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Showing posts from March, 2009

Bravehearted

I recently finished Eric Ludy's Bravehearted Gospel. I found it to be a good and challenging read. I like spiritual writers who whack me on the side of the head to help me think straighter. Writers who quote Tozer and Ravenhill get my attention.


I don't always agree with Tozer types -- but they always make me think and pray -- and that's a good thing!


Although Ludy suffers a bit from what B. T. Roberts called, "a warring holiness", and picks a few fights that really aren't necessary, I believe the essence of what he is saying (keep it true to the Bible) is an important corrective to some of the doctrinal fuzziness of recent times -- particularly in the emergent camp.

Bishop Earl Paulk

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Bishop Earl Pauk, died yesterday in an Atlanta Hospital.

His congregation, Chapel Hill Harvester Church, was one of the first independent megachurches in America. It gained international acclaim through innovative use of drama, dance and liturgical arts, as well as cutting-edge social ministry.

This gifted leader, mingled with presidents (his church was designated as one of Bush's "Thousand Points of Light"), preached to thousands, influenced multitudes, and encouraged millions through his books and television ministry.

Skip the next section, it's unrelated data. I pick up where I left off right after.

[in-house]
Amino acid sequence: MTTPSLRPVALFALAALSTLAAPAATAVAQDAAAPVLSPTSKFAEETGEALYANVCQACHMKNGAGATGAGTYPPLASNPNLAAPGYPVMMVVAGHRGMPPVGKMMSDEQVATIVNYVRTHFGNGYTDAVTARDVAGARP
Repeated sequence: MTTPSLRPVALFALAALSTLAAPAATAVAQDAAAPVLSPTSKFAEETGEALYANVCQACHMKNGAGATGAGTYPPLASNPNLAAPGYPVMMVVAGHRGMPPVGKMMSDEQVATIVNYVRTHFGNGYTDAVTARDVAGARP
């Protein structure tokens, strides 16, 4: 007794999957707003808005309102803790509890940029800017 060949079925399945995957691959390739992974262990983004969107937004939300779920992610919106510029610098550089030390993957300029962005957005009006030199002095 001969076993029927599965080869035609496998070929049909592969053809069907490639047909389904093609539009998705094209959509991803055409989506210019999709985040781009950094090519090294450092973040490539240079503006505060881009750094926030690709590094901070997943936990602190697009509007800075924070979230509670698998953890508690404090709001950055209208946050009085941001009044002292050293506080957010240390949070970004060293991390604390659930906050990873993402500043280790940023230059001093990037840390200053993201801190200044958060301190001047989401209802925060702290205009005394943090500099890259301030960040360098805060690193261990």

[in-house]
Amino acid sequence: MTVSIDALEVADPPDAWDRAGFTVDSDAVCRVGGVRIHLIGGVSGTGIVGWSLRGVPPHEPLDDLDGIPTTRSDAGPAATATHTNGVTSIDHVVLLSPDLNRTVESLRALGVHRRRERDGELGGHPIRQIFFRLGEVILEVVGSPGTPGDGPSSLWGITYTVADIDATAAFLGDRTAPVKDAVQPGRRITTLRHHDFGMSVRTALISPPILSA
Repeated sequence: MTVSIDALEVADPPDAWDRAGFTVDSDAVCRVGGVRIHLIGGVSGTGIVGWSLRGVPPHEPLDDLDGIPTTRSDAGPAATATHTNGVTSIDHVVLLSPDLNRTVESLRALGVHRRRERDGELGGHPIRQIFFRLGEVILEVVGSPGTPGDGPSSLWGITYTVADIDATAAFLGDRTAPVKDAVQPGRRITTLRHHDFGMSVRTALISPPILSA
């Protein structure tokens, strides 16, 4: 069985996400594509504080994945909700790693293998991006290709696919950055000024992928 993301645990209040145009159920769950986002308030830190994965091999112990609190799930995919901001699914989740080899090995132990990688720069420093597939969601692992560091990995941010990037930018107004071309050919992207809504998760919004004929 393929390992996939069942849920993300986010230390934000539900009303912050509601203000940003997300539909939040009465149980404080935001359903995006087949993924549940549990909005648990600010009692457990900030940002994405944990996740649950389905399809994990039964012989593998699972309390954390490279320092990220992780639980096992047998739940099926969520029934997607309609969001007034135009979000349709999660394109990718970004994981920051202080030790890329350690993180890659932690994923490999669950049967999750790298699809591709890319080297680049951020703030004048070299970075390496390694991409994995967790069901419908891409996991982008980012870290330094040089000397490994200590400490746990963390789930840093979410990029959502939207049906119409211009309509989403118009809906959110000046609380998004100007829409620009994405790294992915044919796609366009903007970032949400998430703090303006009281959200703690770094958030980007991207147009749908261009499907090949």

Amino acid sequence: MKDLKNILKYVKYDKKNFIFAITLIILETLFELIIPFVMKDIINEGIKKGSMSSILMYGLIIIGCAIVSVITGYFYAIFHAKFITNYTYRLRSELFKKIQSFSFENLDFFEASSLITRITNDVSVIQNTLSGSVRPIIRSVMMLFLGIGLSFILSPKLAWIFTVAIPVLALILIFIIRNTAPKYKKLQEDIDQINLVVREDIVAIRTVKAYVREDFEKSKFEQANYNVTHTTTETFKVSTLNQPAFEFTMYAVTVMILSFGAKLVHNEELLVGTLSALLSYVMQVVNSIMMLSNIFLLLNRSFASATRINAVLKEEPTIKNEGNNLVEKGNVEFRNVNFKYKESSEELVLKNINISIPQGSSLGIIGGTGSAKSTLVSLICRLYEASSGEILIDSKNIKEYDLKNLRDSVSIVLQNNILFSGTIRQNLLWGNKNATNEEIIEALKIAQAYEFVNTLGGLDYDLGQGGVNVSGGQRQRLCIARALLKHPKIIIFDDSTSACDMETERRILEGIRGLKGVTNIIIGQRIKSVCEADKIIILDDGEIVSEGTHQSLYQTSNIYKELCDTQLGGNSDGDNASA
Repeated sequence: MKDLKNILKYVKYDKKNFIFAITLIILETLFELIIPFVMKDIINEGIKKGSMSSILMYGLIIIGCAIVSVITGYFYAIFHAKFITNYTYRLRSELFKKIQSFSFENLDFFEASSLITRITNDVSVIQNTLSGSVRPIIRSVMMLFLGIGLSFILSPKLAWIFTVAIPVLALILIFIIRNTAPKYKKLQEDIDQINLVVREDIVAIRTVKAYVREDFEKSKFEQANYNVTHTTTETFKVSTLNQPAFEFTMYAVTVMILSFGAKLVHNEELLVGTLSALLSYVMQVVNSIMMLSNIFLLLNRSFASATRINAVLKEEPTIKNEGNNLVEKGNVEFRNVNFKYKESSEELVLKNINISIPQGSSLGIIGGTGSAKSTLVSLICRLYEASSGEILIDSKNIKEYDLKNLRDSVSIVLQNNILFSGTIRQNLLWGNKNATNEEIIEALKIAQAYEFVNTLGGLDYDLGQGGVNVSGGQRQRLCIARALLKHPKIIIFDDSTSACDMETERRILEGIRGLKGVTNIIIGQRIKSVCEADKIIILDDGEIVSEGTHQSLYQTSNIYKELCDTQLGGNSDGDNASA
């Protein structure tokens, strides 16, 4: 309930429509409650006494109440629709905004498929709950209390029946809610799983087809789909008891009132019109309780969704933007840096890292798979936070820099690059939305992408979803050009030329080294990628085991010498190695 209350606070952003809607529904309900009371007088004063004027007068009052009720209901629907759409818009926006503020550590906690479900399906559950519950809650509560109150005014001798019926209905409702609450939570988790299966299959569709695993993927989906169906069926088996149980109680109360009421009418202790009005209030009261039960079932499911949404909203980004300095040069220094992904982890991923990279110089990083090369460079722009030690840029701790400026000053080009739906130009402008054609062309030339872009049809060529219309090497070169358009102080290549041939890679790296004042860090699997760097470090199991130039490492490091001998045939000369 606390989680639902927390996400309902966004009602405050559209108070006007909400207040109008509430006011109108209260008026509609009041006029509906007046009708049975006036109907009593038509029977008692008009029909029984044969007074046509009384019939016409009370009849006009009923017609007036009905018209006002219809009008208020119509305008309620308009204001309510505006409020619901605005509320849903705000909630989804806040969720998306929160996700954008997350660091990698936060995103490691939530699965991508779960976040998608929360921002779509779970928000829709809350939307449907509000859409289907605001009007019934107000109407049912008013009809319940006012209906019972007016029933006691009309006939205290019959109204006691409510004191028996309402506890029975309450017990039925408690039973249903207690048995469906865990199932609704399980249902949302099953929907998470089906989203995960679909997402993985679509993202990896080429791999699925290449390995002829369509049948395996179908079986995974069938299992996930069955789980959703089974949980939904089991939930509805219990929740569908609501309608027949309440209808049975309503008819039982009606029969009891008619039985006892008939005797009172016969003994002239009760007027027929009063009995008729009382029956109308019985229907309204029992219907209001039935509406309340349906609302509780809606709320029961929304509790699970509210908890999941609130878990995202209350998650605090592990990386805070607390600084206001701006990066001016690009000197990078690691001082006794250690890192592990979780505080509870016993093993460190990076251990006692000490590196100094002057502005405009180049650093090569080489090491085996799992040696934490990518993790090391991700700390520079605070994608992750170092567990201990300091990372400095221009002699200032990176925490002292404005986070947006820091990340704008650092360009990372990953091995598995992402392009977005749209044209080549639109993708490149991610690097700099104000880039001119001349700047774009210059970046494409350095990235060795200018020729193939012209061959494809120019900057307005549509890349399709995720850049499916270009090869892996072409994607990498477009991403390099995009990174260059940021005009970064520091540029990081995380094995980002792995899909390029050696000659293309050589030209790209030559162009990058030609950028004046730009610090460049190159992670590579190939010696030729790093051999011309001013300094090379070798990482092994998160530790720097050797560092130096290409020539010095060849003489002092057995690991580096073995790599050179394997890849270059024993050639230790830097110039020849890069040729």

Yet, today, as his death is being reported -- the word used most often in connection with him is "scandal."

How sad.

Not Too Bright

Fitting In vs. Standing Out?

Do Something About It!

The great historian and philosopher, Thomas Carlyle, dressed to speak before a large audience, was walking out the door when his mother spoke to him.

"And where might you be going, Thomas?" she asked.

"I'm going to tell the people what's wrong with the world."

"Aye, Thomas," his mother responded, "But are you going to tell them what to do about it?"

It doesn't take a genius to realize that there are a lot of problems in this world. Any simpleton can point out what's wrong. There are flaws and shortcomings in every organization, family, and individual.